Question: An employee reports minor work-related pain in their hips and the occupational health nurse provides the employee with therapeutic exercises and stretches. Is it recordable?
Answer: YES. Therapeutic exercise is considered medical treatment and therefore is considered to be recordable if it results from a work-related injury.
Letter of Interpretation: If a physician or licensed health care professional recommends therapeutic exercise in response to a work-related injury or illness, the case is considered to involve medical treatment and the case is recordable.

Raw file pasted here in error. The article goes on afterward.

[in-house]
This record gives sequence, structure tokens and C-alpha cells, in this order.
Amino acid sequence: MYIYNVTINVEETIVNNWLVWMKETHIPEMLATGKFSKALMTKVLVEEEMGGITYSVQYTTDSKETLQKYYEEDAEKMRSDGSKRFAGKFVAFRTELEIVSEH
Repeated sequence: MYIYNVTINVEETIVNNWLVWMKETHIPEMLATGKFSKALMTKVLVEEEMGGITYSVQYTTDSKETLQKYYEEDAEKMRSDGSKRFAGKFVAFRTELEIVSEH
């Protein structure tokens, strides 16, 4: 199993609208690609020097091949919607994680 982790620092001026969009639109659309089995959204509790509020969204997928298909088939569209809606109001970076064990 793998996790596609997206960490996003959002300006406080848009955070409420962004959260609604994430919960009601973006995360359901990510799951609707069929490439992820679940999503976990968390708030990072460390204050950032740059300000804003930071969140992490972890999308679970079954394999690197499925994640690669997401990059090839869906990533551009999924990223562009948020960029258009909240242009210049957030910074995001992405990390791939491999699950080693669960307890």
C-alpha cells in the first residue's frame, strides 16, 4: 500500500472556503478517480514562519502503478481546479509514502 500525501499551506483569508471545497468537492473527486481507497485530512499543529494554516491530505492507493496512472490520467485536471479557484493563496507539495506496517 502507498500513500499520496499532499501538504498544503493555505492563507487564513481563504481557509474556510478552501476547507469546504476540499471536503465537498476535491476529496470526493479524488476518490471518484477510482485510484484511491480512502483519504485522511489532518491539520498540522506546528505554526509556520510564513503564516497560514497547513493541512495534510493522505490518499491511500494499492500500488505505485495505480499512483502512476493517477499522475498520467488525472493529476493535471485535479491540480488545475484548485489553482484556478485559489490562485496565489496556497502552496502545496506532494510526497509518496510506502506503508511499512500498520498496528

OSHA addressed the topic of therapeutic exercise in the preamble to the final rule for recording and reporting occupational injuries and illnesses (FR 66:13, page 5992). OSHA stated that it considers therapeutic exercise as a form of physical therapy and intentionally did not include it as a first aid treatment under 1904.7(b)(5)(ii). 1904.7(b)(5)(ii)(M) states that physical therapy or chiropractic treatment are considered medical treatment for recordkeeping purposes and are not considered first aid. 1904.7(b)(5)(ii) states that the treatments included under 1904.7(b)(5)(ii) is a comprehensive list of first aid treatments.
Any treatment not included on this list is not considered first aid for OSHA recordkeeping purposes.